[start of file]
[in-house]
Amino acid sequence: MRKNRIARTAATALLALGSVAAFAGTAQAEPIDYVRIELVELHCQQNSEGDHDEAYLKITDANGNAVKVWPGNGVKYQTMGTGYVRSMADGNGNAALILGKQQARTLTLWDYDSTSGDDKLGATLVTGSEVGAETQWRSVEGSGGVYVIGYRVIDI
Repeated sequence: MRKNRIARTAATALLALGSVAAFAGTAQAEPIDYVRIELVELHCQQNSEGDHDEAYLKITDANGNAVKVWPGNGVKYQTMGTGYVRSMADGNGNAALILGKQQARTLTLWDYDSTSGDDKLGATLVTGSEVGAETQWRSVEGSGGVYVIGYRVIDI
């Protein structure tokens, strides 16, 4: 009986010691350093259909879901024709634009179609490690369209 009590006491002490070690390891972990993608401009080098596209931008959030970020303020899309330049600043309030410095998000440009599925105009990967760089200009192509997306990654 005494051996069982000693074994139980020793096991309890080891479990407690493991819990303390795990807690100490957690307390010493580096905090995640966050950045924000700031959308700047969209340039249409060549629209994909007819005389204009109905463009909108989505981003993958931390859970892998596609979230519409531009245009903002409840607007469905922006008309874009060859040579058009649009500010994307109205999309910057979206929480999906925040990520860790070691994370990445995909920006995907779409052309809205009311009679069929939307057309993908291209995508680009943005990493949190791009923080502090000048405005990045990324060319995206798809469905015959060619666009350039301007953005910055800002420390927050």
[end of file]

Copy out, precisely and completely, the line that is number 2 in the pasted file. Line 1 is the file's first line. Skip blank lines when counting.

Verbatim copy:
Amino acid sequence: MRKNRIARTAATALLALGSVAAFAGTAQAEPIDYVRIELVELHCQQNSEGDHDEAYLKITDANGNAVKVWPGNGVKYQTMGTGYVRSMADGNGNAALILGKQQARTLTLWDYDSTSGDDKLGATLVTGSEVGAETQWRSVEGSGGVYVIGYRVIDI